There are known medical conditions that tend to be associated with sleep apnoea syndrome. This includes an underactive thyroid, acromegaly (overproduction of growth hormone), abnormal facies (abnormal facial appearance) and Ehlers Danlos syndrome (a rare connective tissue disorder).
The effects of sleep apnoea syndrome
- Snoring can cause relationship problems.
- Excessive daytime sleepiness which can lead to increased risk while driving or operating machinery, as well as poor work performance.
- Ischaemic heart disease.
- Cardiac arrhythmia.
- Chronic daily headache.
- Poor memory.
- Depression and irritability.
- Acid reflux.
- Heavy night sweats.
- Raspy throat.
- General fatigue.
How to assess your snoring problem
The Epworth sleepiness scale is a subjective, but validated assessment of snoring used internationally.
The scale below is used to answer each question:
0 = would never doze
1 = slight chance of dozing
2 = moderate chance of dozing
3 = high chance of dozing
Would you doze off while:
- Sitting and reading
- Watching TV
- Sitting inactive in a public place, e.g. theatre or meeting
- Passenger in vehicle for an hour without break
- Lying down to rest when circumstances permit
- Sitting and talking to someone
- Sitting quietly after lunch without alcohol
- Driving a car but stopped for a few minutes in traffic.
Add up the score. If it's over 10, you should have an overnight sleep study.
How doctors assess snoring and sleep apnoea problems
- A sleep history is taken.
- Examinations. This includes the following looking at the face shape, shape and size of neck (there is higher risk of obstructive sleep apnoea if the neck circumference is over 48cm), nasal airway, tongue size and protrusion, teeth, gums and palate. The doctor will want to know if the palate is bruised, if you have tonsils and how big they are, how far can your jaw open? They will look for other health problems such as lung disease, emphysema, heart failure, hypertension, ischaemic heart disease or diabetes.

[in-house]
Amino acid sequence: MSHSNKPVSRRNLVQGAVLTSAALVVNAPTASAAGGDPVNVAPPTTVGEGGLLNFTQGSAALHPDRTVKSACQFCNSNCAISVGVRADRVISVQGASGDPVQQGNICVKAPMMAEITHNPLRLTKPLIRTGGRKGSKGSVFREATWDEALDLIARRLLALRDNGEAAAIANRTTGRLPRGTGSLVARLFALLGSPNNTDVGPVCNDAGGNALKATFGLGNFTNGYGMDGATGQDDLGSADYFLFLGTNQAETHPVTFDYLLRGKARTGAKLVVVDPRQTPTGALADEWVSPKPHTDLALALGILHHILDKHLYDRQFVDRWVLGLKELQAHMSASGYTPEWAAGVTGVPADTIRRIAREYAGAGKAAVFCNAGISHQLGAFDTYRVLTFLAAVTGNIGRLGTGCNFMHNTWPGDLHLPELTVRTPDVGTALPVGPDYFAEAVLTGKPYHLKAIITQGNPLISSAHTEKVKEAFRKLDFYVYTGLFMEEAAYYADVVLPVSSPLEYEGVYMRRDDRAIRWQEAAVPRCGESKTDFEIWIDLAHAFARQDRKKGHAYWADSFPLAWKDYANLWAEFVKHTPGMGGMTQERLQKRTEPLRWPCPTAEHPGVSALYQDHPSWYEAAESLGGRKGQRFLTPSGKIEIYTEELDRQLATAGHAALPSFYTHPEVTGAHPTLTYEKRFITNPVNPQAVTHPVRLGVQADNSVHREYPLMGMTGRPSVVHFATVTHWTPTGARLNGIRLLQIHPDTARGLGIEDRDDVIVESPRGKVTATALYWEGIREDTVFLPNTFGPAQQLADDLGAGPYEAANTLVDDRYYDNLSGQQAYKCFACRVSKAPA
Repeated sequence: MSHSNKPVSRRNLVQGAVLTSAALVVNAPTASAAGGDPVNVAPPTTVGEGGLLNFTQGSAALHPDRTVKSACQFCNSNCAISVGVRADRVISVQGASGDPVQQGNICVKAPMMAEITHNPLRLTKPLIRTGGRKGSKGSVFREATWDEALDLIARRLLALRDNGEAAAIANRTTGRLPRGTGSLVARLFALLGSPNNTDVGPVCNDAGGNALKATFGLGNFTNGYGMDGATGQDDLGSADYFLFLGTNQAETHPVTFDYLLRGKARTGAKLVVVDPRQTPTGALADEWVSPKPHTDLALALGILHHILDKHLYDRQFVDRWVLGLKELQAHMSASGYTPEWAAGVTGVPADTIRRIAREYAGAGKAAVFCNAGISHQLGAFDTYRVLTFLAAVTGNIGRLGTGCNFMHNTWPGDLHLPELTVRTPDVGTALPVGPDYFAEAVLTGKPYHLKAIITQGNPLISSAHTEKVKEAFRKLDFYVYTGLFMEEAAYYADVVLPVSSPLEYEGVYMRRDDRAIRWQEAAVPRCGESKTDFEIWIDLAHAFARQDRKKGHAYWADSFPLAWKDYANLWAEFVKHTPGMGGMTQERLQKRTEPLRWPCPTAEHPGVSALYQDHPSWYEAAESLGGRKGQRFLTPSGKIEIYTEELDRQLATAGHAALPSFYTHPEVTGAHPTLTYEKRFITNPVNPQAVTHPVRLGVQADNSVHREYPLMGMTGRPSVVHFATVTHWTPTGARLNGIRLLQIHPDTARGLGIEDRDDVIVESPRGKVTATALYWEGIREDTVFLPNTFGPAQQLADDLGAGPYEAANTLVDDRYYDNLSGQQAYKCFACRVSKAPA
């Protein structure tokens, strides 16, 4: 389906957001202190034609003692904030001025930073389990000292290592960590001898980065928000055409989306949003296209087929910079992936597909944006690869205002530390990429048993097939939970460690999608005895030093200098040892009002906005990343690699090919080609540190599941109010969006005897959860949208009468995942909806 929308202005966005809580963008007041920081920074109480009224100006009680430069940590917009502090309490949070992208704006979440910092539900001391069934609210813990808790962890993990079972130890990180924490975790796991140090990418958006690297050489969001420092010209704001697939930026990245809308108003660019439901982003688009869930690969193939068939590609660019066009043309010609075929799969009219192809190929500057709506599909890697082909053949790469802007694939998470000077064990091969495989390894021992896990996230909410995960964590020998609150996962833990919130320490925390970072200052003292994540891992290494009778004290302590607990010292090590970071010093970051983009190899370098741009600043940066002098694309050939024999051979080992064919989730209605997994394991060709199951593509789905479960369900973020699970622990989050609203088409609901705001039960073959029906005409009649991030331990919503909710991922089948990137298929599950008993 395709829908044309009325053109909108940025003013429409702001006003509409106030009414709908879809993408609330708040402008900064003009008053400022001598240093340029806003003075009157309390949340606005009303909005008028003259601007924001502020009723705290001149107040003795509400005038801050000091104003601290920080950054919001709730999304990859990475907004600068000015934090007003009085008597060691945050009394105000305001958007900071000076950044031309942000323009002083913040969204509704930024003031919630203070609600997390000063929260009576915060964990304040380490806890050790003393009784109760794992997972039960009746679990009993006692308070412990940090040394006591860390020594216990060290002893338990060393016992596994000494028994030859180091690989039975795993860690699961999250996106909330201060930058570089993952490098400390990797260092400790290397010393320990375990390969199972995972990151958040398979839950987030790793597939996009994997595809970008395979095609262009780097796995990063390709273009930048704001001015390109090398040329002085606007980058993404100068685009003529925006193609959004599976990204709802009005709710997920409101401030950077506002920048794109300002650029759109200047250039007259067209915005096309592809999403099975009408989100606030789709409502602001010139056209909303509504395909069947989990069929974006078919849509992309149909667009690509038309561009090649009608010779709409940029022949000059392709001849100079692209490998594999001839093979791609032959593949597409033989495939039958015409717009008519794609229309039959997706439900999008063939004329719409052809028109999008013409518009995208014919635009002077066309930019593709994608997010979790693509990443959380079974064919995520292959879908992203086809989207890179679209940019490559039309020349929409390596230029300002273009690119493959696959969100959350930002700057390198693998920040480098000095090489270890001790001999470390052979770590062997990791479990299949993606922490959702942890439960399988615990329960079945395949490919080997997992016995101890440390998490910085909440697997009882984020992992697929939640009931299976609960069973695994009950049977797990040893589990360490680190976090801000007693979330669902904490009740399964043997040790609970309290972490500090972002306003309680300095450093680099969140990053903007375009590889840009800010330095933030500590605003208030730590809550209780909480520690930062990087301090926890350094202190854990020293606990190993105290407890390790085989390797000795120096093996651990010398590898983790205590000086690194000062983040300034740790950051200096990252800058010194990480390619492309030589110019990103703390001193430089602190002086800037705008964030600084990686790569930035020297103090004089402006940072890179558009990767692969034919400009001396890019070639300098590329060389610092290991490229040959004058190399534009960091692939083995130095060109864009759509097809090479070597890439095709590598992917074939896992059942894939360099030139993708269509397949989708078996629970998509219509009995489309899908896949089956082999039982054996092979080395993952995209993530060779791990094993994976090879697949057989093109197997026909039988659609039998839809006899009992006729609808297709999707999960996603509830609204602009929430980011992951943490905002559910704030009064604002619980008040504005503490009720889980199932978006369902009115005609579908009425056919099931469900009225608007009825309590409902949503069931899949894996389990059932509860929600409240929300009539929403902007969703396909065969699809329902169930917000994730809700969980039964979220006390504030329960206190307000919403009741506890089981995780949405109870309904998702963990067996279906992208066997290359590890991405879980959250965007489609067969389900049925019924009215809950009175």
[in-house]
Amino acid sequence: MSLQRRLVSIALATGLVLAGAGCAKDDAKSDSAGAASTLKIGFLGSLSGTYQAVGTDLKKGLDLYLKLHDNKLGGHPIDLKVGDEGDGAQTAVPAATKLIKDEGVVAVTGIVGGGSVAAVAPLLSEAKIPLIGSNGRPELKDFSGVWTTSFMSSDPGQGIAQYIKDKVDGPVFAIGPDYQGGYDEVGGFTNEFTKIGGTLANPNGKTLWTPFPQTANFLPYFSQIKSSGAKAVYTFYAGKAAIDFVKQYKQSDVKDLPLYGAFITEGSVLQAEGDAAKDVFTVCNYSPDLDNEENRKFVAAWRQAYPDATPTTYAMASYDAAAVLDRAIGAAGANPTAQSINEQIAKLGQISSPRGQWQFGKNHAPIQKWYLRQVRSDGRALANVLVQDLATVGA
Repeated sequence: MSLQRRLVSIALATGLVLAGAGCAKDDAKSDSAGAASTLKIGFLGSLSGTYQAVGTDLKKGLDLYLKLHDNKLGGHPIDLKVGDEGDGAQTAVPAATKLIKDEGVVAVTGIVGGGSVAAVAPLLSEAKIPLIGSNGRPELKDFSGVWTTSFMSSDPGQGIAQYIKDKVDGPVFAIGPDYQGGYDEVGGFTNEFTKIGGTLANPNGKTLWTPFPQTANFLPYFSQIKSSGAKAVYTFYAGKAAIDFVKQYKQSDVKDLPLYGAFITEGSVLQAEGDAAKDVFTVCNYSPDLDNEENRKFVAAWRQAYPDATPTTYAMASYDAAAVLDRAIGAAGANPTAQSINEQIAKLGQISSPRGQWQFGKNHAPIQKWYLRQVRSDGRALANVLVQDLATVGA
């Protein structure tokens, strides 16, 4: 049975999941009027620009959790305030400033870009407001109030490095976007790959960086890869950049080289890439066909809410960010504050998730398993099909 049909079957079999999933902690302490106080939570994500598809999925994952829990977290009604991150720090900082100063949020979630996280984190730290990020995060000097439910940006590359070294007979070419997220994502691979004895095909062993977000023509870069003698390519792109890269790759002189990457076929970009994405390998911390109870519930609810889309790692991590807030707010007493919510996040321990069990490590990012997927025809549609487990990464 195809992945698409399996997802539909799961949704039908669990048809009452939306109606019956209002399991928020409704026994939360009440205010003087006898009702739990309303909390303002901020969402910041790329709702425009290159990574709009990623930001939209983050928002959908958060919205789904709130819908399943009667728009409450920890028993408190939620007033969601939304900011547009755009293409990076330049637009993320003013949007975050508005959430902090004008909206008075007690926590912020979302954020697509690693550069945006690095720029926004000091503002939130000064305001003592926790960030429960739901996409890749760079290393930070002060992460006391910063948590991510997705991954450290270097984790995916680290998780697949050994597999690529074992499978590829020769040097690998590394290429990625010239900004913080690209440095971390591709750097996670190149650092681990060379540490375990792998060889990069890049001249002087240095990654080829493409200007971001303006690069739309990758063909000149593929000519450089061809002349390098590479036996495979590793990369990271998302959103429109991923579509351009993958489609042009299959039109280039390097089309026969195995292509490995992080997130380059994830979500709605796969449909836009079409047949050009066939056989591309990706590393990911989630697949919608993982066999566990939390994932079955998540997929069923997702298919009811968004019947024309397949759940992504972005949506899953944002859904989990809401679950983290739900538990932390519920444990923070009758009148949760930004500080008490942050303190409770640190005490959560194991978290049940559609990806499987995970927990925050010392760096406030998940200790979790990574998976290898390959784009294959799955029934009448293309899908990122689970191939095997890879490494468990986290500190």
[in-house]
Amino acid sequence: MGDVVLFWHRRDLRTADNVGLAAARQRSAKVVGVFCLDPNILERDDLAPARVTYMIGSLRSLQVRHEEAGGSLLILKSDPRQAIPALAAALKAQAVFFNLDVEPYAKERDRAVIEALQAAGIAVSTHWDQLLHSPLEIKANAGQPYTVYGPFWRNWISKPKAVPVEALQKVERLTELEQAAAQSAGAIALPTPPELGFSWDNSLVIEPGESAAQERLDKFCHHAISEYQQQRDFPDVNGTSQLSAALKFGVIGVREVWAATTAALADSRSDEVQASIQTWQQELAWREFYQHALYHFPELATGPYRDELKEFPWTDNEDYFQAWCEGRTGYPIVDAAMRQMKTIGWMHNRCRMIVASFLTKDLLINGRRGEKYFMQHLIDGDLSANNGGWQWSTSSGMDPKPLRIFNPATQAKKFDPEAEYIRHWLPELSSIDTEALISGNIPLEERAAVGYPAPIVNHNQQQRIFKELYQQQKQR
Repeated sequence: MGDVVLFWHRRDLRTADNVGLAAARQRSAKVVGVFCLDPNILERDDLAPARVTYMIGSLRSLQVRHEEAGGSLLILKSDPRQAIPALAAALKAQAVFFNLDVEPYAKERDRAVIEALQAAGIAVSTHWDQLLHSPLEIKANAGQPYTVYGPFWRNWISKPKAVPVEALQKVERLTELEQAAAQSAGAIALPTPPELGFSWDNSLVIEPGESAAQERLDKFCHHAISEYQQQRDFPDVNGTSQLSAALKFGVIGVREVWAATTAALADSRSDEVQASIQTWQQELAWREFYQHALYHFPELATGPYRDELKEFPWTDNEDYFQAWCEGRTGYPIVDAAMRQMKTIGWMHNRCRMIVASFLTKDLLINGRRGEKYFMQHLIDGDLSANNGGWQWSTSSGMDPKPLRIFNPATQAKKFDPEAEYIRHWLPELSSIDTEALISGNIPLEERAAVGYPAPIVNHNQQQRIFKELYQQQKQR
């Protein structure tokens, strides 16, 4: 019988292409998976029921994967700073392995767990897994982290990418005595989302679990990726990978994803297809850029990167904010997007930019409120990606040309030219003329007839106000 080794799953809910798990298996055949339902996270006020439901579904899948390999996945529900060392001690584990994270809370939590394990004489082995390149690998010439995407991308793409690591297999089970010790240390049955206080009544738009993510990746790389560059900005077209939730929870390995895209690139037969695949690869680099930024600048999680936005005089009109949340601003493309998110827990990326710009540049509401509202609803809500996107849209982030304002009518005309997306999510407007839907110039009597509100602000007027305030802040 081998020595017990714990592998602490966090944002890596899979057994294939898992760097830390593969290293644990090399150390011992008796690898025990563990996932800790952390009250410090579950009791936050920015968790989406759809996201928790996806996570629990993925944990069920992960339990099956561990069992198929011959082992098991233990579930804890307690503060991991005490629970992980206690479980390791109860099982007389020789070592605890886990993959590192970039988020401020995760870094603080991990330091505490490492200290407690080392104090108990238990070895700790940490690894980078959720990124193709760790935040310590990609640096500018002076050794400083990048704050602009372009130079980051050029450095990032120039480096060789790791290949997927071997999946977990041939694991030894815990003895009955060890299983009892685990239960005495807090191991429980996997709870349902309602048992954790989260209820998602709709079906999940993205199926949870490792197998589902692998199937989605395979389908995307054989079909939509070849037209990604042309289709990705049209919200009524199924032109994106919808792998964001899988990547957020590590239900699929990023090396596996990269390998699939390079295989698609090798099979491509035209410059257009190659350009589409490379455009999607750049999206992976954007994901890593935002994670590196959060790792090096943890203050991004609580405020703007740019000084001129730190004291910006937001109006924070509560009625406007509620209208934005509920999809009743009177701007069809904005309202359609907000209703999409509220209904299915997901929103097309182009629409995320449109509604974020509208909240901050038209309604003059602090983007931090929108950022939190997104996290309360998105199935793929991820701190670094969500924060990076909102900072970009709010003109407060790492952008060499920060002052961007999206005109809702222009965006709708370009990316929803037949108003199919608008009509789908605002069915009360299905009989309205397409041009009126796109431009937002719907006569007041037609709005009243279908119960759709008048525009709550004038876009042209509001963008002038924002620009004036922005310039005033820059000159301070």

- Additional tests such as blood tests including thyroid function and insulin growth factor, oximetry (measuring oxygen in the blood).
- A sleep study. The patient is examined during sleep. The sleep study can include an EEG, EOG (electro oculogram), EMG (electromyogram) ECG, breathing detection device, pulse oximeter, leg movement detector, microphone to detect snoring, device on chest to detect body position and video.
Potential medical treatments for snoring and sleep apnoea
- Conservative measures such as weight loss, stop smoking and drinking.
- Dental devices.
- Continuous Positive Airway Pressure (CPAP) for obstructive sleep apnoea. The patient is attached to a special machine that prevents the airway from closing by keeping a positive airway pressure. It is delivered via a mask over the nose which is connected to a quiet little pump beside the bed. This delivers air gently blown into the nose and holds open the throat. It usually gives a dramatic improvement in sleep, lower fatigue and the disappearance of daytime sleepiness.
- Surgery to improve the upper airway. This can include nasal surgery or a tonsillectomy. A tracheostomy may be necessary in some cases.
- Laser assisted uvulopalatoplasty (LAUP) is a new procedure which involves removal of excess tissue from the soft palate with a small handheld laser. It makes the airway larger so vibrations are reduced. This can be performed under a local anaesthetic and takes about 30 minutes. Depending on the severity of the snoring, more than one session may be needed until the snoring is improved. This is not serious surgery and does not involve any down time.
- Uvulopalatophyringoplasty (UPPP) is where the surgeon trims and tightens throat tissues under a general anaesthetic. This procedure has only 30-50% success rate and may affect your ability to have CPAP therapy at a later date.
- Novel approaches, including:
- Injecting sclerosants into the palate.
- Radiofrequency tissue reduction (unpredictable outcome, but with up to 60% success).
- Singing as a means of improving the upper airway muscle tone.